The Reward Center: The Brain & Repeated Substance Use


human brain

Have you ever wondered about what’s actually going on in the brain when someone uses alcohol or drugs? Most people can recognize the outward signs of addiction like poor decision making, acting on cravings, and impulsiveness, but what changes in the brain due to addiction? These behaviors are actually a symptom of a poorly-tuned reward center in our brains, disharmonious due to the changes that occur to the brain through repetitive substance use.


The more we know about how the brain works and the changes wrought on the brain due to addiction, the better we are able to understand how to seek recovery and bring compassion to the challenges that happen alongside addiction. This blog is focused on learning about the reward center we all have in our brains, how it becomes wired to seek out substances compulsively, and how it can also be rewired!

How Your Brain Works

The brain is a complex organ that impacts everything about who we are as people. Our thoughts, feelings, and behaviors are all happening through the perception and function of our brains! The brain can be likened to an intricate communication and processing center. It is comprised of billions of neurons that send information through networks to different areas of the brain and body.


Neurons communicate through neurotransmitters. These neurotransmitters are released into the gap between neurons, known as the synapse. It is these electrical pulses and chemical signals that carry a message from neuron to neuron, and this network is responsible for everything that we think, feel, and do.

woman eating an ice cream cone

The Reward Center

The neural network most relevant to addiction is the reward center of the brain. Our brain’s reward system is what motivates our behavior to seek to repeat experiences. The goal of the system is to recognize activities that are life-sustaining, like food or sex, and reward the individual with pleasure.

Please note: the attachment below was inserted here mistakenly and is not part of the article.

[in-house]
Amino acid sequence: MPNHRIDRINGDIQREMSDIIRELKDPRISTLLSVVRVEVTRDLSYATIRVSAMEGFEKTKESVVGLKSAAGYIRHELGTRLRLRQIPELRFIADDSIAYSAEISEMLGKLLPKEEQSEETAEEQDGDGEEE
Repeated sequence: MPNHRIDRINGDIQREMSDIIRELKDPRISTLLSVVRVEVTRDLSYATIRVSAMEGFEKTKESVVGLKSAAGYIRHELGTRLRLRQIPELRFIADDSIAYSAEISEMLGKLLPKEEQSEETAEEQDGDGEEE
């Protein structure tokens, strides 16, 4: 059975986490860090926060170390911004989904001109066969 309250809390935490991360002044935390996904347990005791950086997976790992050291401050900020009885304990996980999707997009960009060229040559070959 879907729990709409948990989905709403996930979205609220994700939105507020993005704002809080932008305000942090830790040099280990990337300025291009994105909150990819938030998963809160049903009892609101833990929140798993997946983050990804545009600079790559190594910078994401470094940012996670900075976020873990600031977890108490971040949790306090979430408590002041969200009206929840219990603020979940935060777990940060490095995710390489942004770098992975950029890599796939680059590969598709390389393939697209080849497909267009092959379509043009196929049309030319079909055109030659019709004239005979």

Any behavior or event that brings up pleasure can activate the reward system, like listening to music, shopping, exercising, or seeing the face of a loved one. The neurotransmitter involved in this process is dopamine which provides a rush of pleasure and energy (dopamine spike). This helps people to focus on what they want to achieve to experience the result.

Changes in the Brain due to Addiction

Left alone, the reward center and dopamine are not the cause of substance use disorders, as the core function of these networks is simply to help us want to do things again. What creates a shift is that substances impact the production and release of dopamine which is responsible for patterned changes in how the brain works due to addiction.


When substance use is repeated, it over activates the nucleus accumbens, which, in turn, releases an excess of dopamine. As we learned above, this encourages us to take another hit or essentially repeat the behavior linked to the dopamine release. Over time, our natural dopamine supply deteriorates, and with every intake, we come to rely more and more on the external stimuli—the substance—to feel pleasure at all.


Another known impact on the brain’s reward center is the weakening of the prefrontal cortex, which is the center of decision-making and impulse control in the brain. In a non-addicted person, the prefrontal cortex can more accurately determine when using a substance would be unwise. This explains one of the hallmark signs of a substance use disorder: repeated use despite significant negative consequences.


As you can see, this alteration in brain circuits that help to regulate our behavior to reflect our goals and values is overthrown to prioritize the substance. In this way, there are significant changes in the brain that can make it difficult for a person to “just stop” as the reward center is sending the message to motivate the person to use. This is how cravings develop and goes beyond physical withdrawal symptoms from the substance.

The Recovering Brain

Although there are changes in the brain due to addiction, know that hope is not lost! The brain is able to recover and relearn ways to feel rewarded and motivated towards other more beneficial activities. One very important fact about the brain is that it is able to change to reflect what we are learning to help keep us alive. The ability of the brain to change is called neuroplasticity, which is how neurons can develop or fade to “rewire” the brain.

guy smiling at camera

Addiction treatment provides a space for people to learn new skills, develop connections with others, and rebuild the connection to their executive functioning, which helps in decision-making.


At SagePoint IOP, we prioritize education for our clients & their families about the changes in the brain due to addiction and the hope for recovery that’s available to us by understanding and rewiring those neural pathways. We focus on evidence-based treatments that support a recovering brain. Change is possible for both you and your brain. If you or a loved one is living with addiction, please reach out today to learn more about our services.